Hyderabad was established as a city in 1591 and it was ruled by several rulers who left their marks on the city in the form of many magnificent monuments. Here’s taking a look at some monuments that you must see when you are in the city.

1. Golkonda Fort:


This fort, completed in the 1600s, was the stronghold of the Qutub Shahi Empire. An architectural marvel, it is known for its acoustics; which served as a warning system in the olden days.

2. Taramati Baradari:


This was constructed by the Qutub Shahi ruler Abdullah Qutub Shah, who built it for his favorite courtesan, Taramati. Taramati Baradari pavilion has 12 doorways and was constructed to allow cross ventilation and is one of the most indigenous techniques to have been used at that time

3. Qutub Shahi Tombs:


The Qutub Shahi Tombs, near Golkonda Fort are the resting place of 7 rulers of the Qutub Shahi dynasty and are a blend of Persian, Pashtun and Hindu architectural styles. The tombs are structures with intricately carved stonework and are surrounded by landscaped gardens.

4. Paigah Tombs:


The Paigahs were the most powerful family in the Hyderabad state; after the Nizams and their tombs are among the many architectural wonders in Hyderabad. Intricately designed and constructed, the necropolis where these tombs are located is still used by descendants of the Paigah family.

5. Raymond’s Obelisk:


Raymond’s Obelisk, also known as Raymond’s tomb, is a memorial constructed in the memory of Michel Joachim Marie Raymond; a French General who served in the Nizam’s Army. The monument was in a state of neglect till recently, before the government took over the maintenance.

6. Spanish Mosque:


The Spanish mosque, also known as Masjid Iqbal Ud Daula or Aiwan-E-Begumpet, is one-of-its-kind mosque in India. Constructed in 1906 by the Paigah Noble, Sir Vikhar-ul-Umra Iqbal-ud-Dowla, this mosque also known as the Mosque of the Moors, due to its unique Hispanic (Moorish) style of architecture.

7. Mecca Masjid:


One of the oldest mosques in Hyderabad and one of the largest mosques in India, Mecca Masjid was constructed by the fifth Qutub Shahi ruler, Quli Qutub Shah. It is said that he ordered soil to be brought from Mecca to build this mosque; and hence the name.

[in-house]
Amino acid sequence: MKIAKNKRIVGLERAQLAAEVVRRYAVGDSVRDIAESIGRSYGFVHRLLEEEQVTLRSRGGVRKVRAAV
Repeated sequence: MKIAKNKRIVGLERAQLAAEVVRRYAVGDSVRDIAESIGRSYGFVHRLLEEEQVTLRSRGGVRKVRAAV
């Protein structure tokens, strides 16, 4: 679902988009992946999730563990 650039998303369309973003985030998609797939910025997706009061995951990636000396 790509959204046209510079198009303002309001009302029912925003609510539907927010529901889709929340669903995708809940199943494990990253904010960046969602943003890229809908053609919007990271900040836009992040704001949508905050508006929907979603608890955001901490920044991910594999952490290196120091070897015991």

8. Asman Garh Palace:


One of the many palaces built by the Paigahs, this palace is based on Gothic architecture; setting it apart from the rest of the monuments in Hyderabad. Now, it houses a school.

9. Chowmoholla Palace:


Built in the 1880s, this palace is believed to have been modelled after the Shah of Iran’s palace. The palace consists of two courtyards as well as the grand Khilwat (the Dharbar Hall), fountains and gardens and still belongs to the Nizami family.

10. Salarjung Museum:


This place turned museum is a must visit as it is two birds at one shot – one gets to see the Palace of the Salar Jungs (who were a noble family in Hyderabad) and also see the grandest collection of historical artefacts. In fact, all the artefacts on display in the museum were the personal collection of the Salar Jung family. It is also one of the largest museums in the world.

11. Falaknuma Palace:


One of the grandest palaces in Hyderabad, this was built by the Paigah family in 1893 and was later gifted to the Nizams. It is now one of the most expensive hotels in India.

12. King Kothi:


A splendid building constructed in European architectural style, with canopies over windows, the intricate woodwork, the sloping tiled roofs and the classical semicircular arches; was constructed by a businessman named Kamal Khan. It was later gifted to the Nizams and the last Nizam, was born there and lived there all his life.

13. British Residency:


This mansion was constructed by James Achilles Kirkpatrick who was British Resident of Hyderabad state between 1798–1805. It is similar in design to the American building, the White House. The place now houses the Osmania University College for Women.

14. Victoria Memorial:


It was built as a palace for the Sixth Nizam, Mir Mahboob Ali Khan, but was later converted into an orphanage. Originally called Saroornagar-e-Mahal, the palace is now an orphanage.

15. Charminar:


This list would be totally incomplete without talking about the one monument that became the symbol of the city. Charminar was constructed by Quli Qutub Shah, the Qutub Shahi ruler who established the city of Hyderabad; and was built in 1591. Depicting Indo-Arabian architecture, this is one of the most famous monuments in India.

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